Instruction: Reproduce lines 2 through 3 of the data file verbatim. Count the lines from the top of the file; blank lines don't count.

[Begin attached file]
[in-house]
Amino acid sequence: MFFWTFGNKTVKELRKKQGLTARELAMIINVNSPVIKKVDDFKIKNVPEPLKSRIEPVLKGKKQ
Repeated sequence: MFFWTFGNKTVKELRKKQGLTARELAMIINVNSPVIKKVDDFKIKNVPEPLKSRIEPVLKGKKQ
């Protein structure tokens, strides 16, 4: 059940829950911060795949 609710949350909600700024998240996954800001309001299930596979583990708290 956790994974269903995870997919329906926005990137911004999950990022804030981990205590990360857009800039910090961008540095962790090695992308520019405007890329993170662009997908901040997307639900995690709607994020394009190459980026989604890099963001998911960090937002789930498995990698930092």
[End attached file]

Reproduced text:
Amino acid sequence: MFFWTFGNKTVKELRKKQGLTARELAMIINVNSPVIKKVDDFKIKNVPEPLKSRIEPVLKGKKQ
Repeated sequence: MFFWTFGNKTVKELRKKQGLTARELAMIINVNSPVIKKVDDFKIKNVPEPLKSRIEPVLKGKKQ